Digital (and more)
Customer and conduct focus is part of the equation but the next generation of leaders in Financial Services will need to have a deep appreciation of the changing dynamics in respect of digital running through their DNA, as well as being able to understand the fundamentals of the P&L. This is something organisations are recognising in their talent management strategies. Where career progression was linear - individuals moving through organisations within one function or one distribution channel - the focus is now on moving top talent around the business to create well-rounded professionals with broader experience.
In addition, the Financial Services industry is also tapping into talent pools in other sectors, such as technology and telecoms, to meet the challenge of identifying the next generation of leaders. Talent from other sectors can provide fresh thinking on new channels and ways of engaging with customers. Many Financial Services’ firms are organising workshops with companies in different markets or visits with technology firms for key personnel.
Individuals are managing their own careers more proactively and taking greater responsibility for personal development, rather than allowing their careers to be managed for them by the organisations they work for. This is because talent development in Financial Services can be formulaic and lacking imagination. Often individuals progress through an appraisal system that is very structured with ‘top performers’ being identified by the number of boxes that they tick. Looking ahead, businesses need to reach a level of sophistication that will allow them to re-define the traditional performance management framework and really focus on what is needed. Given the increasing complexity of the industry and the broad range of skills that are required from the next generation of leaders, it seems unrealistic that all these attributes will be found in one individual. This means the ability of senior leaders to recognise the skills they lack and build teams that make up for these deficiencies will be critical.
There is also a danger that organisations concentrate too much on the development of the senior population at the expense of identifying the best performers at more junior levels who represent the future of our industry. Future leaders should be nurtured from day one and failure to do so will risk losing these individuals to other industries. In many areas, the Financial Services industry lacks diversity and this can only be fixed by attracting talent from the broadest possible spectrum at entry level and then retaining that talent.
Will financial services continue to attract the best talent?
Much of the damage inflicted on the reputation of Financial Services has been related to a view that the sector attracted leaders with the wrong values because of the large financial rewards available. The Financial Crisis has demonstrated that people are drawn to the sector for a range of non-financial reasons which will continue to remain relevant. There is an unparalleled level of complexity within Financial Services and people get excited about leading within that because it is intellectually stimulating and requires maturity and strong leadership skills. Those attracted to this environment are unlikely to opt for the relatively simpler business models in other sectors. The sector is becoming more complex in the post Financial Crisis era, with the re-evaluation of customer relationships, the adoption of digital and the increasing regulatory burden providing a more challenging environment.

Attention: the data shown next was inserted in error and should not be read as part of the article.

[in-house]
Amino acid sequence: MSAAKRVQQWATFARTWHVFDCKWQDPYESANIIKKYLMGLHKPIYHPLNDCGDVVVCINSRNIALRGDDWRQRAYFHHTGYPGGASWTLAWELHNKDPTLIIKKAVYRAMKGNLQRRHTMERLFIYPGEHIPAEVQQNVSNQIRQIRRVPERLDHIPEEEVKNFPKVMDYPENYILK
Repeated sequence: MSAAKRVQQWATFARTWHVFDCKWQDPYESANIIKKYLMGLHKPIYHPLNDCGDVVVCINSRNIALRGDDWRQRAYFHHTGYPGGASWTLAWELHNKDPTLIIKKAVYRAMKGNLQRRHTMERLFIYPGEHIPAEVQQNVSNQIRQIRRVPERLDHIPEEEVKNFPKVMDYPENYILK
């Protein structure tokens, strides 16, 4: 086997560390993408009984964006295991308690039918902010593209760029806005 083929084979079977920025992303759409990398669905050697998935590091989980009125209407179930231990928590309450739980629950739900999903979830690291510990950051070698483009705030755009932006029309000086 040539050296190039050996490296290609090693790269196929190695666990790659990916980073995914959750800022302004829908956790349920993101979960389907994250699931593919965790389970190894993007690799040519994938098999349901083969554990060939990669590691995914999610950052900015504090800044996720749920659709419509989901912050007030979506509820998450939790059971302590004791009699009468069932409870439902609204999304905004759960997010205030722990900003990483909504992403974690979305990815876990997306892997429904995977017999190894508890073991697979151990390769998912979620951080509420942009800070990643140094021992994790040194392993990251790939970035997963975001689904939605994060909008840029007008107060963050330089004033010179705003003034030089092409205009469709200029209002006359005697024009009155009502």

Despite this, the industry does face the threat of losing a generation of leaders if it does not remain vigilant. Talent will be attracted to sectors that are seeking to disintermediate the traditional business models in Financial Services much of which is related to the growth of the technology sector. In addition, the experience Financial Services leaders have had of operating in a heavily regulated environment is already proving attractive to utility companies who are beginning to experience similar levels of regulatory enforcement.
Finally, it is critical the industry ensures the right support is available to senior leaders in the wake of the Senior Persons Regime (SPR). The aims of the SPR to ensure that there is clear accountability for decisions made are laudable. However, there is a danger that if this is not carefully explained and implemented, it will act as a deterrent to the best talent remaining in or joining the Financial Services industry. Failure to get this right will mean that the industry runs the risk of losing some of its brightest stars and its next generation of leaders due to a reluctance on the part of these individuals to step up and take on the extra burden of senior management responsibility. It is important that the unintended consequence of the SPR is not less collegiate behaviours from senior leaders related to self-preservation. If this is permitted to happen, it will disrupt and fracture carefully crafted executive teams and Boards whose strength has been the complimentary skill-set of each individual around the table where collective decision making is needed.
Per Ardua Associates Limited is a UK-based executive search and leadership consulting firm focused on Board and Senior Executive opportunities in Financial Services. The company started in May 2008. There are nine practices: insurance; asset management; banking and consumer financial services; corporate officers, HR, FS real estate, digital technology & fintech, the Board practice and Pantheon Leadership, the leadership consulting business. The Company has global coverage through its membership of IIC Partners, an international network of boutique firms.